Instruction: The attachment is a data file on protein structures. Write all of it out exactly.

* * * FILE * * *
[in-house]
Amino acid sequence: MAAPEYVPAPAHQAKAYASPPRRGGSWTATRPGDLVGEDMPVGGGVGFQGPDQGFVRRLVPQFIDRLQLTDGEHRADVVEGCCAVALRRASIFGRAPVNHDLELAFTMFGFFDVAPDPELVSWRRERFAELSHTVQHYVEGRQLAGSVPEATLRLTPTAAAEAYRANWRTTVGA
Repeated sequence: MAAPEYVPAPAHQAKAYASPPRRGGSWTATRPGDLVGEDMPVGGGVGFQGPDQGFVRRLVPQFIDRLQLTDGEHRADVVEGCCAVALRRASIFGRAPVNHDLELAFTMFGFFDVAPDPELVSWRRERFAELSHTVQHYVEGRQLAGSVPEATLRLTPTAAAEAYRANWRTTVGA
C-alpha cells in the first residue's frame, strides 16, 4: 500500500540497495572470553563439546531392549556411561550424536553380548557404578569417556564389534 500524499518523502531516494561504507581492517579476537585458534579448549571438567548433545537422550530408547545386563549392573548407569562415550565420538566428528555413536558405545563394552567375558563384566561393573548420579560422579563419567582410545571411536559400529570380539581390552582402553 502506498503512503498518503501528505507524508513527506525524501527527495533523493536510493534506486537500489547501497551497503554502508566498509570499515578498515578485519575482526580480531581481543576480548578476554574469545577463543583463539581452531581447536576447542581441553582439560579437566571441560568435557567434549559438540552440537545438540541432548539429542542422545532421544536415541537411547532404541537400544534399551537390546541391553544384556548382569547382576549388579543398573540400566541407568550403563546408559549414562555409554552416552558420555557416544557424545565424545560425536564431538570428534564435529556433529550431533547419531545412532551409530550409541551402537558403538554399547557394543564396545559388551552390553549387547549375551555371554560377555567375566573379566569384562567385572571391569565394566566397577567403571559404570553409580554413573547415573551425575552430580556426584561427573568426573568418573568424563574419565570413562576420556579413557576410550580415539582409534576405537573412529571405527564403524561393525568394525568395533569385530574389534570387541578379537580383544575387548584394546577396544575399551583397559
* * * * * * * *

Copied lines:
[in-house]
Amino acid sequence: MAAPEYVPAPAHQAKAYASPPRRGGSWTATRPGDLVGEDMPVGGGVGFQGPDQGFVRRLVPQFIDRLQLTDGEHRADVVEGCCAVALRRASIFGRAPVNHDLELAFTMFGFFDVAPDPELVSWRRERFAELSHTVQHYVEGRQLAGSVPEATLRLTPTAAAEAYRANWRTTVGA
Repeated sequence: MAAPEYVPAPAHQAKAYASPPRRGGSWTATRPGDLVGEDMPVGGGVGFQGPDQGFVRRLVPQFIDRLQLTDGEHRADVVEGCCAVALRRASIFGRAPVNHDLELAFTMFGFFDVAPDPELVSWRRERFAELSHTVQHYVEGRQLAGSVPEATLRLTPTAAAEAYRANWRTTVGA
C-alpha cells in the first residue's frame, strides 16, 4: 500500500540497495572470553563439546531392549556411561550424536553380548557404578569417556564389534 500524499518523502531516494561504507581492517579476537585458534579448549571438567548433545537422550530408547545386563549392573548407569562415550565420538566428528555413536558405545563394552567375558563384566561393573548420579560422579563419567582410545571411536559400529570380539581390552582402553 502506498503512503498518503501528505507524508513527506525524501527527495533523493536510493534506486537500489547501497551497503554502508566498509570499515578498515578485519575482526580480531581481543576480548578476554574469545577463543583463539581452531581447536576447542581441553582439560579437566571441560568435557567434549559438540552440537545438540541432548539429542542422545532421544536415541537411547532404541537400544534399551537390546541391553544384556548382569547382576549388579543398573540400566541407568550403563546408559549414562555409554552416552558420555557416544557424545565424545560425536564431538570428534564435529556433529550431533547419531545412532551409530550409541551402537558403538554399547557394543564396545559388551552390553549387547549375551555371554560377555567375566573379566569384562567385572571391569565394566566397577567403571559404570553409580554413573547415573551425575552430580556426584561427573568426573568418573568424563574419565570413562576420556579413557576410550580415539582409534576405537573412529571405527564403524561393525568394525568395533569385530574389534570387541578379537580383544575387548584394546577396544575399551583397559